Across two days, this workshop will give you a rounded understanding of how to get the sound of your film right from start to finish, from planning to recording and post-production, and provide you with plenty of practical elements you can implement on your next project.
Despite the all important visual aspect of filmmaking, sound can make or break your film; not only by adding that extra layer that will viscerally convey your vision and story to the audience, but also in very practical terms: if your sound is badly recorded and mixed, the audience is bound to immediately notice and become disengaged, and your film is unlikely to ever be shown in a cinema setting.
Particularly useful for those looking to begin working with bigger crews, and those who usually self-shoot but wish to take the next step.
Themes covered include:
- A breakdown of sound for visual
- What is “good sound”, and what can it do for your story?
- A short sound theory and recording techniques
- A quick look into a post sound edit
- Active listening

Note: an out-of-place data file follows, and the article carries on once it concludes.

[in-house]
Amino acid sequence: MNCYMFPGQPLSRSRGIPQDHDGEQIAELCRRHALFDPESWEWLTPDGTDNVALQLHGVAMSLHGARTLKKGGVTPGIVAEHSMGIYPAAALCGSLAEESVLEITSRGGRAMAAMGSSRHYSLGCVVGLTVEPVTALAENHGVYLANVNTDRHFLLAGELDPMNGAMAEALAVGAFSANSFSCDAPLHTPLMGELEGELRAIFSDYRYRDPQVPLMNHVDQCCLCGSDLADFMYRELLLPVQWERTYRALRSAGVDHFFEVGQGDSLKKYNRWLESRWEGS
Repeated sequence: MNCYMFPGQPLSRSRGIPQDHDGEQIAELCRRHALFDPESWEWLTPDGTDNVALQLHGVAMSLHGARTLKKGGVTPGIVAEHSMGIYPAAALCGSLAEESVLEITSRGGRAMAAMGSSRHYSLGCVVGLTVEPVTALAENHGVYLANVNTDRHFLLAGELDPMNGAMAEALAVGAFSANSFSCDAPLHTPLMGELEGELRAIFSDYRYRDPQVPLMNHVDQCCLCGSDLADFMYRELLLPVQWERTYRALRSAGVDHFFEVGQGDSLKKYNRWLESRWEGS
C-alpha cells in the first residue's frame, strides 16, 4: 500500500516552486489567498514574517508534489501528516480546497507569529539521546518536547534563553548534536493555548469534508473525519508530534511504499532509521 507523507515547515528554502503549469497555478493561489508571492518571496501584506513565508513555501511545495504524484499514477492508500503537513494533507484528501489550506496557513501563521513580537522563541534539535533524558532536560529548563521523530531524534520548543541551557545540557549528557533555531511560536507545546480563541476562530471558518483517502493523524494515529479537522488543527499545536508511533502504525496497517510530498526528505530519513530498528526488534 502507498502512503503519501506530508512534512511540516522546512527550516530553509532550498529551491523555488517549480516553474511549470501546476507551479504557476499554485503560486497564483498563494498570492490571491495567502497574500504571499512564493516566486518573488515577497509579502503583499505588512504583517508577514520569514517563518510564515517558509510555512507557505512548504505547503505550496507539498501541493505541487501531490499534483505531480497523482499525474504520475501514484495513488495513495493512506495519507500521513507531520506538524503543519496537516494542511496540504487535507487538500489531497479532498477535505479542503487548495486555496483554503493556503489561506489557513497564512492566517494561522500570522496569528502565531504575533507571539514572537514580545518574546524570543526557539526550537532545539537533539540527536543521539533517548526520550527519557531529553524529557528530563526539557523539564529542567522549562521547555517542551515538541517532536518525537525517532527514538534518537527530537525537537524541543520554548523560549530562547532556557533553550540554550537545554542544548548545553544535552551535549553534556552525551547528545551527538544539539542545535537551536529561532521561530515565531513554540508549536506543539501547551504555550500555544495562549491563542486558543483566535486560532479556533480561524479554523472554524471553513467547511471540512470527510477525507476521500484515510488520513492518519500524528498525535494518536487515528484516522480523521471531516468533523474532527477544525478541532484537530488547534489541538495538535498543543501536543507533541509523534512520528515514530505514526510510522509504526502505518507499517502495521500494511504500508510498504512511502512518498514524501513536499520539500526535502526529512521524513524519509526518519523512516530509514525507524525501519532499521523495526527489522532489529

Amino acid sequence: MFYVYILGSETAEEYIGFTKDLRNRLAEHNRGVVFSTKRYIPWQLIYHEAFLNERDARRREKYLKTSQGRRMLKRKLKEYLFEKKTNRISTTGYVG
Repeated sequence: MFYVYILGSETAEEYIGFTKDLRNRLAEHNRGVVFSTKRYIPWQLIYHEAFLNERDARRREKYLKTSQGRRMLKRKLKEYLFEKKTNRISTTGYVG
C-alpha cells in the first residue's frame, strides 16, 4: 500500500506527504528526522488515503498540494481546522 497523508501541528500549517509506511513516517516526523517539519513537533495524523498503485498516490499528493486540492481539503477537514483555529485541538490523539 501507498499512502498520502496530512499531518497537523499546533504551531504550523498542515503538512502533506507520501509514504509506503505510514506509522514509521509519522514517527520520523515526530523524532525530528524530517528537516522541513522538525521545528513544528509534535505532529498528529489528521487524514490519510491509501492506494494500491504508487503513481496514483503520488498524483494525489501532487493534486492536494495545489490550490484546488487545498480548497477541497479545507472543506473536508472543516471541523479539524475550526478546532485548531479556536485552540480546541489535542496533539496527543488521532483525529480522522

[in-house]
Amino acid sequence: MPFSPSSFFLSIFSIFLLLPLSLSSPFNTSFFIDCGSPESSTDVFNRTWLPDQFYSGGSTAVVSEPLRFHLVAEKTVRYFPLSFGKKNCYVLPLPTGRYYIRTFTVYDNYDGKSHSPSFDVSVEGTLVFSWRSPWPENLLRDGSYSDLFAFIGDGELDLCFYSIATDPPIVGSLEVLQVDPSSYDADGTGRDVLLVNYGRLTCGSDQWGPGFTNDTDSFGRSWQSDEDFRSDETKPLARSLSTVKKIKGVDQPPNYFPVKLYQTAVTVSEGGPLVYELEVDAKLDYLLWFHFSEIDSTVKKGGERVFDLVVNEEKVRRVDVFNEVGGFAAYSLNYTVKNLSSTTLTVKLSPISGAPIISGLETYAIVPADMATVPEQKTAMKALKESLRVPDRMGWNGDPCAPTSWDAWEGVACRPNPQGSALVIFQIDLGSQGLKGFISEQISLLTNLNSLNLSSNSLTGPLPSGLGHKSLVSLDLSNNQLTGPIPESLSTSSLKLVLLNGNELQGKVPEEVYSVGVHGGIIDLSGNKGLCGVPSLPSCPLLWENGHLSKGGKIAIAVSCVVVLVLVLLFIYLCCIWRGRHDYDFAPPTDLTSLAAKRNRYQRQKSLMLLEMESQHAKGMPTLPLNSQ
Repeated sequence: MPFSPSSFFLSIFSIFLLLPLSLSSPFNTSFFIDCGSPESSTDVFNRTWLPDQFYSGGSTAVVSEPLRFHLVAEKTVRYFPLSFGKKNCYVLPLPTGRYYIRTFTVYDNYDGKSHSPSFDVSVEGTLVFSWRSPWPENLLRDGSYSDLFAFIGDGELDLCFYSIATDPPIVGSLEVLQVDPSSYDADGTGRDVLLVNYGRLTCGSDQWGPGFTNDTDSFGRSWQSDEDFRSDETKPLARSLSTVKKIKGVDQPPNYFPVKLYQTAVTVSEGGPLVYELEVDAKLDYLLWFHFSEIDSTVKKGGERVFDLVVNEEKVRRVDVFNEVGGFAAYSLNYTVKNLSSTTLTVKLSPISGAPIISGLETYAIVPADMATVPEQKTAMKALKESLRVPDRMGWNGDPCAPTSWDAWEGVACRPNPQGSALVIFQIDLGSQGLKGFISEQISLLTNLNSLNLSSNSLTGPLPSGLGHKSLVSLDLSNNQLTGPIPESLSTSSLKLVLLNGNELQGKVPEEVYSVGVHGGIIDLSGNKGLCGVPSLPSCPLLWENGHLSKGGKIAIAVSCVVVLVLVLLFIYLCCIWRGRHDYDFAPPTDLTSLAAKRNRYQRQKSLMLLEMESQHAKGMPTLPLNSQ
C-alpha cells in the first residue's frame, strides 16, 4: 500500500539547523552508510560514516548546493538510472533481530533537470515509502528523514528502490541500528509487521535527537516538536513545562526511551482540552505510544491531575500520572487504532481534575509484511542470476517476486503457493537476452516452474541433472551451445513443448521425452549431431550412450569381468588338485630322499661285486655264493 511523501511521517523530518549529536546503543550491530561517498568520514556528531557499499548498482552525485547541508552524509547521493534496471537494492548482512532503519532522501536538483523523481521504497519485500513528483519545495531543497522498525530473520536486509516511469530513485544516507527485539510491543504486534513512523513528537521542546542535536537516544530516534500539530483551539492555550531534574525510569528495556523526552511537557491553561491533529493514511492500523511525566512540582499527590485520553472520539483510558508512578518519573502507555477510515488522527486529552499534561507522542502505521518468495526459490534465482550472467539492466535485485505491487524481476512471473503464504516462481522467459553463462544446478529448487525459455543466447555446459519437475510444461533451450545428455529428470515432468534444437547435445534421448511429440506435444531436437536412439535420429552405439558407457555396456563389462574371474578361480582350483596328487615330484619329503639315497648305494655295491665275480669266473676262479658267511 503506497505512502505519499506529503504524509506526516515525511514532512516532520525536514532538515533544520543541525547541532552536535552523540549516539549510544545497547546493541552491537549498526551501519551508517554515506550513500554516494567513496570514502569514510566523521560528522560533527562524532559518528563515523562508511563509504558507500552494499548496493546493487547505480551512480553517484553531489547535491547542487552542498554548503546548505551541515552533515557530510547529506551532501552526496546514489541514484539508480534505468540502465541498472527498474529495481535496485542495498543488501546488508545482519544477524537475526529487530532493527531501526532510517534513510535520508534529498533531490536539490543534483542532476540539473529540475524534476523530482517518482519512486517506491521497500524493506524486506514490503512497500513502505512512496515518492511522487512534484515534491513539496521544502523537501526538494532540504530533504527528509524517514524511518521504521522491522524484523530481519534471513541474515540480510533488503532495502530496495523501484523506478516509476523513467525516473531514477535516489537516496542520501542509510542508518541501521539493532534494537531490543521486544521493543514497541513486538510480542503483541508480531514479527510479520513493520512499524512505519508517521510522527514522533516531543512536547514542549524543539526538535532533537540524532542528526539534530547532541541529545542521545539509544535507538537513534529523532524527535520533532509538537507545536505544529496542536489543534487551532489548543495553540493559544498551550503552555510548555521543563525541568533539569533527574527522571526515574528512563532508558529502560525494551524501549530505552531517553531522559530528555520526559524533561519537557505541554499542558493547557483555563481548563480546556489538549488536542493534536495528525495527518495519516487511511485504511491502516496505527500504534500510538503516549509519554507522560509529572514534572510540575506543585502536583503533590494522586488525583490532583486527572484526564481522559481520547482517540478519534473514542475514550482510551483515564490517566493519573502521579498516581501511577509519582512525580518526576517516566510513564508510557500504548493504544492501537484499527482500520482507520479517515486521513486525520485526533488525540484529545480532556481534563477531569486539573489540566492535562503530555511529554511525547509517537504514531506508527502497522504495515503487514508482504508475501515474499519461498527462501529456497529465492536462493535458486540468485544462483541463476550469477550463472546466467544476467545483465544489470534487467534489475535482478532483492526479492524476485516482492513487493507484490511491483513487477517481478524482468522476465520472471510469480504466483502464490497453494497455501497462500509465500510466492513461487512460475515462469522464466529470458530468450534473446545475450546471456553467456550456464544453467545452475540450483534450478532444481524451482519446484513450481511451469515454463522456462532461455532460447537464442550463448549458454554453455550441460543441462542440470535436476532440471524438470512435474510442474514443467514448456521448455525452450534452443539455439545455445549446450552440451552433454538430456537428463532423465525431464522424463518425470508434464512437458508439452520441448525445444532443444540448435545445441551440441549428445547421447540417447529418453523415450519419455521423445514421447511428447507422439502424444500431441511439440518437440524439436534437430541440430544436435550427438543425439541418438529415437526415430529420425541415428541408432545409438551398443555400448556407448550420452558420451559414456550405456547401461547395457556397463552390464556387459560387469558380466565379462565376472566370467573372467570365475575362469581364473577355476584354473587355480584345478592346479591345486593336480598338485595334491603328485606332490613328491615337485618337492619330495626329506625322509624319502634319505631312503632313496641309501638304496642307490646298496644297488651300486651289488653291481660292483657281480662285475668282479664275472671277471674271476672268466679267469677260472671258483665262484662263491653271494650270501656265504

- Problem areas in production and post production sound
- Budgets, and what you can expect from your money
- Managing your project
Your workshop leaders
- Martyn Ellis, Sound Recordist and Audio Engineer
Since moving into sound 9 years ago, Martyn has worked in both production and post-production sound, alongside lecturing at several Manchester universities on the subject of sound for film. As a sound recordist/mixer, he has worked for BBC, ITV, Sky and National Geographic on a variety of drama, broadcast and documentary content, as well as working with creative agencies around the UK and Europe on factual content. In post-production, he works primarily in the Manchester independent film scene as a dialogue and sound effects editor. His most recent credit is the BAFTA long-listed Punch Drunk (from Manchester-based Falsetooth Films).
- Mhairi MacRitchie, Sound Editor
Mhairi MacRitchie is a Sound Editor with over 8 years of experience, her drive for quality sound has led her from Los Angeles to Manchester to London. She has worked across feature films including Christopher Robin, Last Days in the Desert which won a Dolby Family Fellowship award at Sundance and her ambient sound recording has featured in A Quiet Place. She is a regular sound editor for Coronation Street working across music and sound effects with a passion for dialogue.
Mhairi specialises in dialogue editing from TV drama, audiobooks, documentaries & film.